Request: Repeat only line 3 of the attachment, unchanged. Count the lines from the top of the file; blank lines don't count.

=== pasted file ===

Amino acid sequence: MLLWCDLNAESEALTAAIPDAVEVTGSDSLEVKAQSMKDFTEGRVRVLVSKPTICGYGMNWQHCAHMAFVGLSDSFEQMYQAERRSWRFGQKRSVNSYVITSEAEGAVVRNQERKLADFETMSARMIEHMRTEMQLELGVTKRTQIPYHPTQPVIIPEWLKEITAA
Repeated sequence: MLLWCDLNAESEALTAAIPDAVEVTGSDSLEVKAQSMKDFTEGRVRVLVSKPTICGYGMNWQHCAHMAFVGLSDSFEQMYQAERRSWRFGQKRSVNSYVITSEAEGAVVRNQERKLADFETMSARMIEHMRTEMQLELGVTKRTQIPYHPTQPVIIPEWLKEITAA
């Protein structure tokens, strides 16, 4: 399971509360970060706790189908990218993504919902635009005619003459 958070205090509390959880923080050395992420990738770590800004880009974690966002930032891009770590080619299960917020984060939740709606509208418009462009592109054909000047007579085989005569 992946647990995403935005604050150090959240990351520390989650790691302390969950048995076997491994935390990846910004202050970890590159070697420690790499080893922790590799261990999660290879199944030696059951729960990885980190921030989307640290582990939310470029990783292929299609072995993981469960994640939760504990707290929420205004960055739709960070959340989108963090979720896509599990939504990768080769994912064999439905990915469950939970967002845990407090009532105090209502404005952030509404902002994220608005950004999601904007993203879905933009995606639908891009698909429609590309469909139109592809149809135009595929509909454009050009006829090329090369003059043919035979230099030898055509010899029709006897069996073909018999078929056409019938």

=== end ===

């Protein structure tokens, strides 16, 4: 399971509360970060706790189908990218993504919902635009005619003459 958070205090509390959880923080050395992420990738770590800004880009974690966002930032891009770590080619299960917020984060939740709606509208418009462009592109054909000047007579085989005569 992946647990995403935005604050150090959240990351520390989650790691302390969950048995076997491994935390990846910004202050970890590159070697420690790499080893922790590799261990999660290879199944030696059951729960990885980190921030989307640290582990939310470029990783292929299609072995993981469960994640939760504990707290929420205004960055739709960070959340989108963090979720896509599990939504990768080769994912064999439905990915469950939970967002845990407090009532105090209502404005952030509404902002994220608005950004999601904007993203879905933009995606639908891009698909429609590309469909139109592809149809135009595929509909454009050009006829090329090369003059043919035979230099030898055509010899029709006897069996073909018999078929056409019938």